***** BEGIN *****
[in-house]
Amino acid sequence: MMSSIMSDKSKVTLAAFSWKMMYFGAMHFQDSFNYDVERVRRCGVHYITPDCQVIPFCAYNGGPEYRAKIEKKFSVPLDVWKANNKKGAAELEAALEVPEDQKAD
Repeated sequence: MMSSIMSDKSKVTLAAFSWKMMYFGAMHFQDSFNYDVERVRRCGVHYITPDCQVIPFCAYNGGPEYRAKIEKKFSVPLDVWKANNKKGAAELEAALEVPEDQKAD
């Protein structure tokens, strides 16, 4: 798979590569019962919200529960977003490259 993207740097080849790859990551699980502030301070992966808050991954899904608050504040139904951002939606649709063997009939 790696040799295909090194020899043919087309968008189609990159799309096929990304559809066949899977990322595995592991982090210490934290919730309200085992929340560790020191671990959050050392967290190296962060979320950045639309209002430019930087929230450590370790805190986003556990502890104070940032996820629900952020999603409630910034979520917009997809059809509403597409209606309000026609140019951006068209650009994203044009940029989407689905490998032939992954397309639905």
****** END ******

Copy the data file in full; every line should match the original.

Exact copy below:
[in-house]
Amino acid sequence: MMSSIMSDKSKVTLAAFSWKMMYFGAMHFQDSFNYDVERVRRCGVHYITPDCQVIPFCAYNGGPEYRAKIEKKFSVPLDVWKANNKKGAAELEAALEVPEDQKAD
Repeated sequence: MMSSIMSDKSKVTLAAFSWKMMYFGAMHFQDSFNYDVERVRRCGVHYITPDCQVIPFCAYNGGPEYRAKIEKKFSVPLDVWKANNKKGAAELEAALEVPEDQKAD
């Protein structure tokens, strides 16, 4: 798979590569019962919200529960977003490259 993207740097080849790859990551699980502030301070992966808050991954899904608050504040139904951002939606649709063997009939 790696040799295909090194020899043919087309968008189609990159799309096929990304559809066949899977990322595995592991982090210490934290919730309200085992929340560790020191671990959050050392967290190296962060979320950045639309209002430019930087929230450590370790805190986003556990502890104070940032996820629900952020999603409630910034979520917009997809059809509403597409209606309000026609140019951006068209650009994203044009940029989407689905490998032939992954397309639905």